Tag Archive | progressive christianity
Not surprisingly, my reasons for not going back to Zumba are the very reasons that many, many people visit a church and never go back again
Thanks be to God, it isn’t all on me to make or break the work of Christ in the world. But let this story remind each of us, who claim faith in Jesus and service to God, that much is riding on our behavior. Every word we speak, every move we make, every check that we sign, someone is watching for us to prove or disprove their assumptions about us. It might not be fair, but it is absolutely what we signed up for.
A follow-up to yesterday’s discussion re: “Moral Compromise.” We are talking about the beginnings of transformation. The sharing of real stories, real relationships; engaging open discourse and genuine interest in those we mark as ‘other.’ Time and again we find that once an ‘opinion’ or an ‘issue’ becomes about a real live person, everything changes. That truth goes both ways. […]
Newsflash: there is ALWAYS a boy with two dads who needs a place around the campfire. And once it gets personal, it is no longer about popular opinion, or anybody’s opinion. Once a real live person becomes part of the story, that story shifts dramatically…I’m thankful for every little church, every little Cub Scout pack, and every little mining town that is learning to embrace its own, in spite of whatever belief might be ‘popular.’ Rise up singing, people.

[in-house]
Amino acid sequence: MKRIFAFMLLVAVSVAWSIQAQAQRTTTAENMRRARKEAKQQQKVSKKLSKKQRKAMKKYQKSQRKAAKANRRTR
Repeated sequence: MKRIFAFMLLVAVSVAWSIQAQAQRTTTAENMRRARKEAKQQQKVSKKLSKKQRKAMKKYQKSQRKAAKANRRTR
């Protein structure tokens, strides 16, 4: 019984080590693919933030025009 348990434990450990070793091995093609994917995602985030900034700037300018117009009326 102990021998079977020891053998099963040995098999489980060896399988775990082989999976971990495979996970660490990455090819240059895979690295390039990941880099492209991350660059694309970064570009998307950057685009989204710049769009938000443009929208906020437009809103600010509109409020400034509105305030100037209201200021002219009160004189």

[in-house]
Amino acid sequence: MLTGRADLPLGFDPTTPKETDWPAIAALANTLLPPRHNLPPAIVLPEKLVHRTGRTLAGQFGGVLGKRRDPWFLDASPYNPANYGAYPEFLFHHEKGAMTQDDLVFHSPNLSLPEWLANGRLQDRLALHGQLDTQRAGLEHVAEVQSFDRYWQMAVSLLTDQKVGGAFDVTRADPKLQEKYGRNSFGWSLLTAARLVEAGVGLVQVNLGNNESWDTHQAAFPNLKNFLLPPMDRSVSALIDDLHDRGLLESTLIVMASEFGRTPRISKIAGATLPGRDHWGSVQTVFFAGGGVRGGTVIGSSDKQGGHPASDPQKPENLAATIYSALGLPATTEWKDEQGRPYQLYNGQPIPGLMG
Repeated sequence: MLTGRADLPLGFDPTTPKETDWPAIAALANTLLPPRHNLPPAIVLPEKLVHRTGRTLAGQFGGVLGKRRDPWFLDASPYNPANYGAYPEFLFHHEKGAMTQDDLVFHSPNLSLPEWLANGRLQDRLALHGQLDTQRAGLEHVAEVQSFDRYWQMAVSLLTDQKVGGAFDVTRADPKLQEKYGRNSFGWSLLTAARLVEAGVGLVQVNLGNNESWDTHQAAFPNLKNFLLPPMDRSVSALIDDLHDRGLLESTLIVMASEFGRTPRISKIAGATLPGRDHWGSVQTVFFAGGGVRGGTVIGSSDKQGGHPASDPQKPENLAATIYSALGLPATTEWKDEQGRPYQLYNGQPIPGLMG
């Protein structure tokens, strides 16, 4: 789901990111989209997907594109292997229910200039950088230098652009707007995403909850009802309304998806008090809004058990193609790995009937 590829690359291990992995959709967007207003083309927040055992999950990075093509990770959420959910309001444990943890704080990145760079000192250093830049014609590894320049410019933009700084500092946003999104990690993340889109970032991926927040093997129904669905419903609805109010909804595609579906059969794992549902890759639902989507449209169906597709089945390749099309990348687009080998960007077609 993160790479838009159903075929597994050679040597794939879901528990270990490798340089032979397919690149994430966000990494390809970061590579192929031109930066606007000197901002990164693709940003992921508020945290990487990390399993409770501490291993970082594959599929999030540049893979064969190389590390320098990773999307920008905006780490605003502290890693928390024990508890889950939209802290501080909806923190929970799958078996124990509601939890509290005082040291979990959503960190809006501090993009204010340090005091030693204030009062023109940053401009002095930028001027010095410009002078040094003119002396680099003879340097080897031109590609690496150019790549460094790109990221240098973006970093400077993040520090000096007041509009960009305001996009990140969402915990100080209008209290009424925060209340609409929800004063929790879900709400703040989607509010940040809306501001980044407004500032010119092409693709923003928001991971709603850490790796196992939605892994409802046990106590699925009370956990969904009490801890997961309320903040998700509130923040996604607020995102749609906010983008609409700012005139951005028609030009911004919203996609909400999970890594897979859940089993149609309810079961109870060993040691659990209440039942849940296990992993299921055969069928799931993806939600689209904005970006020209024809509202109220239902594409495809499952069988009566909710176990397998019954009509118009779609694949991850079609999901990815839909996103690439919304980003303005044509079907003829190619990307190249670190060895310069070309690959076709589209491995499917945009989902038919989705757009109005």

On this anniversary of Roe v. Wade, when emotions run high, it seems an important time to re-post this piece i wrote awhile ago. What has happened to the elusive ‘middle road,’ that place from which people of differing views can see another side, and engage in valuable discussion and discernment to approach difficult topics? […]
It was that lovely week of Christmas when utterly NOTHING happens at church, and we clergy types can lounge in our sweats for days on end, in recovery from the high holy days. Christmas had fallen in that same week of blessed cool weather that the desert gets, just every now in then, when the sun is still shining […]
He’s a pastor, right? With a following of thousands? Maybe HuNDREDS of thousands? Is his faith so insecure, so fragile, that he needs it written into the constitution and affirmed by the Supreme Court? I find that troubling.